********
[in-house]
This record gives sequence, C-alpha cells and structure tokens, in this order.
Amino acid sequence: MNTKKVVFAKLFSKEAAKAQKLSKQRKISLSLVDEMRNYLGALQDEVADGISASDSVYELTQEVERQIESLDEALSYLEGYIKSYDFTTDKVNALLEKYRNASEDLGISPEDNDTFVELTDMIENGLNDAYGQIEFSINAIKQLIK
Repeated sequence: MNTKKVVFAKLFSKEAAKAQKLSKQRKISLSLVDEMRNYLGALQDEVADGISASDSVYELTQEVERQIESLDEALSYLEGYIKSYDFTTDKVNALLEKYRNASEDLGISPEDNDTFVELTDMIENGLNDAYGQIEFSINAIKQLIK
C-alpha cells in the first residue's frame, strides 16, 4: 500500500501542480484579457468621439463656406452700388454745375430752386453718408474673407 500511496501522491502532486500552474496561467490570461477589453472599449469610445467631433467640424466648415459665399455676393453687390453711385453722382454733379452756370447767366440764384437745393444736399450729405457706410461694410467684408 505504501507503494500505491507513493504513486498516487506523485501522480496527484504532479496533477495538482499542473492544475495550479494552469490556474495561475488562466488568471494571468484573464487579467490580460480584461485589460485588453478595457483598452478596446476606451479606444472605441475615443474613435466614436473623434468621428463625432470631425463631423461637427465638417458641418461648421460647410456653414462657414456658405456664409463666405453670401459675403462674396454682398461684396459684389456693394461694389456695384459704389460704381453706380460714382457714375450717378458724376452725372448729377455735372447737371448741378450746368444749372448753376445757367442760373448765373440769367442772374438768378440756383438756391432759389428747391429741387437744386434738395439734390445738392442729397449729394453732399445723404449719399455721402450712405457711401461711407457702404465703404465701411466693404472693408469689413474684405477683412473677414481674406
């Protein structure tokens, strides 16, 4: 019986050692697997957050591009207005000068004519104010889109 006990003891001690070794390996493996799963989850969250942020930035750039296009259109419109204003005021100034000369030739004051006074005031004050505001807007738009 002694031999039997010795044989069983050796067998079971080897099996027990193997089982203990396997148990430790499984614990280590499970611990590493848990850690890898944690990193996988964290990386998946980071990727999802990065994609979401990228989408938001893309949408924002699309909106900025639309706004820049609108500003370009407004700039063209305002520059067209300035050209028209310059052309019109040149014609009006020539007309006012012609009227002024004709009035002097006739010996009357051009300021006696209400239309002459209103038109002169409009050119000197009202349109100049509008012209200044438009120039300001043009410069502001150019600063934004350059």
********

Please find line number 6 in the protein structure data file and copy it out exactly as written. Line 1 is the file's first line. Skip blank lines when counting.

């Protein structure tokens, strides 16, 4: 019986050692697997957050591009207005000068004519104010889109 006990003891001690070794390996493996799963989850969250942020930035750039296009259109419109204003005021100034000369030739004051006074005031004050505001807007738009 002694031999039997010795044989069983050796067998079971080897099996027990193997089982203990396997148990430790499984614990280590499970611990590493848990850690890898944690990193996988964290990386998946980071990727999802990065994609979401990228989408938001893309949408924002699309909106900025639309706004820049609108500003370009407004700039063209305002520059067209300035050209028209310059052309019109040149014609009006020539007309006012012609009227002024004709009035002097006739010996009357051009300021006696209400239309002459209103038109002169409009050119000197009202349109100049509008012209200044438009120039300001043009410069502001150019600063934004350059």